Breaking down the rock and initiating a fracture within pressure limitations is a major challenge in stimulating tight reservoirs with high tectonic stress components. Complexity increases with overbalanced mud damage and the stress cage created in the near-wellbore region during drilling. In certain formations, this results in 50% failed stages where proppant or acid were not placed. It is critical to investigate the first step in the process, which is the technique used to connect the wellbore with formation rock.

This paper presents an in-depth comparison of three primary techniques—conventional perforating, abrasive jetting with Coiled Tubing (CT), and circular notching with CT—through laboratory experiments, field cases, and, most importantly, intervention. Fracturing pressure reduction by circular notches and discrete perforation holes was compared in hydraulic fracturing laboratory experiments. These tests were conducted in a polyaxial load frame on 24×18×18 in. cement blocks, where wellbore features were precisely casted. In field case analysis, the three techniques were evaluated by comparing the injectivity index changes in offset wells in the same formations. The required intervention methods with CT and variable bottomhole assembly configurations are detailed and aligned with challenges associated with different completion types.

Hydraulic fracturing laboratory experiments were conducted at fixed confining stresses representing a general high breakdown pressure case of a horizontal openhole wellbore. The test series included the baseline case of nonintervened open hole parallel to the minimum stress, circular notch, and single and triple in-plane perforation holes. Notches and perforations were also tested in an azimuthally deviated horizontal well. Laboratory experiments confirmed the theoretically predicted superiority of notches over holes and demonstrated that notches can reduce fracture initiation pressure by up to 40%. For the field-scale evaluation, six comparison cases were built in similar reservoir and geologic conditions. A well injectivity index was calculated utilizing maximum pressures and rates achieved with different techniques. Injectivity enhancement showed up to 7X increase through abrasive jetting and circular notching over conventional perforating in casedhole and openhole wells, respectively, in wells that initially had injection. In some cases, these techniques enabled injectivity where initially there was no injection, hence yielding an infinite-scale enhancement. Finally, systematic intervention workflows were devised with different CT conveyance configurations and sequence for different completions such as abrasive jetting in cased hole, circular notching in open hole, and circular notching in open hole with packers and fracturing sleeves.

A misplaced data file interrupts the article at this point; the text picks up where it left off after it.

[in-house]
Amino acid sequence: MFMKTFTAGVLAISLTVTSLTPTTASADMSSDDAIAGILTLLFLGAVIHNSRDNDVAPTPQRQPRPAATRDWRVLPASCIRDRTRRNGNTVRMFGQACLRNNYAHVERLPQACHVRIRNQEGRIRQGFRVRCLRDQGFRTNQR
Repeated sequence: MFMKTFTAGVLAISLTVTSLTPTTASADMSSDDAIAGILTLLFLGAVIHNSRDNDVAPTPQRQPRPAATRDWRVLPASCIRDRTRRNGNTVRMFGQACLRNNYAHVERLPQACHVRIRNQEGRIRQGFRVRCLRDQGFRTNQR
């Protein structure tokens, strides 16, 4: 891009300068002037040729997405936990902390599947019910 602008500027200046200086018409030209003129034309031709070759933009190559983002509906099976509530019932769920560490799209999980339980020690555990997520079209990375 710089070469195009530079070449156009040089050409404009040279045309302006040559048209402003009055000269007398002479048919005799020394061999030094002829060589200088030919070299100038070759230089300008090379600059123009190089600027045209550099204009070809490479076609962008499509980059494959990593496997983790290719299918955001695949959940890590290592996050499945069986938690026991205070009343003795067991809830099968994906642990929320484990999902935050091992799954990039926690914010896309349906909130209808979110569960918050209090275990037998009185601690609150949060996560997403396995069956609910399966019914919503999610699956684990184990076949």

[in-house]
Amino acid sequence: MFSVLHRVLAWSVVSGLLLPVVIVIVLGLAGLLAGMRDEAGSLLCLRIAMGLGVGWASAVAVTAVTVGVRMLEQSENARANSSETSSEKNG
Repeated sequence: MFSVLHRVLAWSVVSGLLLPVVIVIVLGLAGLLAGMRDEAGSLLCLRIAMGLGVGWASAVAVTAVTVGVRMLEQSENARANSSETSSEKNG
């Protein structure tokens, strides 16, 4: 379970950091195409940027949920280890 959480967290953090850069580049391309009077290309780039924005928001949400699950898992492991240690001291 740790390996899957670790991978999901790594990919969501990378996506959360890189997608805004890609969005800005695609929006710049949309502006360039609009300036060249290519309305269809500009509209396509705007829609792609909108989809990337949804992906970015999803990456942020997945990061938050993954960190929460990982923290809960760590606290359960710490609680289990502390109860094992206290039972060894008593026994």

The paper presents a unique integrated comparison of three primary wellbore-rock connection techniques that will allow better engineered workflows to enhance stimulation and operational efficiency. These improved workflows will help increase production from tight assets and lower completion costs and associated emissions by reducing interventions.

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